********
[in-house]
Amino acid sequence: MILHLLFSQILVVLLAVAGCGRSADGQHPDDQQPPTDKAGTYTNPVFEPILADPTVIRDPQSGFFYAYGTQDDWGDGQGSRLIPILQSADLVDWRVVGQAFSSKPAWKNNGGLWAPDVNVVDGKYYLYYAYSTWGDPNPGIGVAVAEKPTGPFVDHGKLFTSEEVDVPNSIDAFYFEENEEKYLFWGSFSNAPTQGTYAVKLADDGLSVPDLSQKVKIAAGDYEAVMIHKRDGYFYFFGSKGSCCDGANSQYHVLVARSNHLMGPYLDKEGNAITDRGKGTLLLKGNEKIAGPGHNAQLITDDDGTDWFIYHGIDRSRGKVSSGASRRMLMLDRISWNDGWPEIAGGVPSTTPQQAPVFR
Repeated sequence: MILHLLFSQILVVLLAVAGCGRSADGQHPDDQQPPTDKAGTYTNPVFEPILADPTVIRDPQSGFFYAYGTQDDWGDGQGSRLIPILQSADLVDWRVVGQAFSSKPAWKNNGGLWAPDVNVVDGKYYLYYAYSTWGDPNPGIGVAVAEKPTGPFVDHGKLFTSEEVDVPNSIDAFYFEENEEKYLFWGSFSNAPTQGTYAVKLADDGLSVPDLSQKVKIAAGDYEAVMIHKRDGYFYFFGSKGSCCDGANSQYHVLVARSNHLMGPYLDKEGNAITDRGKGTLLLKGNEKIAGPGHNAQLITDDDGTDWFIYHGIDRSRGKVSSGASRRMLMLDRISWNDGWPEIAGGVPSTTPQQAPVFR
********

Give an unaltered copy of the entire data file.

[in-house]
Amino acid sequence: MILHLLFSQILVVLLAVAGCGRSADGQHPDDQQPPTDKAGTYTNPVFEPILADPTVIRDPQSGFFYAYGTQDDWGDGQGSRLIPILQSADLVDWRVVGQAFSSKPAWKNNGGLWAPDVNVVDGKYYLYYAYSTWGDPNPGIGVAVAEKPTGPFVDHGKLFTSEEVDVPNSIDAFYFEENEEKYLFWGSFSNAPTQGTYAVKLADDGLSVPDLSQKVKIAAGDYEAVMIHKRDGYFYFFGSKGSCCDGANSQYHVLVARSNHLMGPYLDKEGNAITDRGKGTLLLKGNEKIAGPGHNAQLITDDDGTDWFIYHGIDRSRGKVSSGASRRMLMLDRISWNDGWPEIAGGVPSTTPQQAPVFR
Repeated sequence: MILHLLFSQILVVLLAVAGCGRSADGQHPDDQQPPTDKAGTYTNPVFEPILADPTVIRDPQSGFFYAYGTQDDWGDGQGSRLIPILQSADLVDWRVVGQAFSSKPAWKNNGGLWAPDVNVVDGKYYLYYAYSTWGDPNPGIGVAVAEKPTGPFVDHGKLFTSEEVDVPNSIDAFYFEENEEKYLFWGSFSNAPTQGTYAVKLADDGLSVPDLSQKVKIAAGDYEAVMIHKRDGYFYFFGSKGSCCDGANSQYHVLVARSNHLMGPYLDKEGNAITDRGKGTLLLKGNEKIAGPGHNAQLITDDDGTDWFIYHGIDRSRGKVSSGASRRMLMLDRISWNDGWPEIAGGVPSTTPQQAPVFR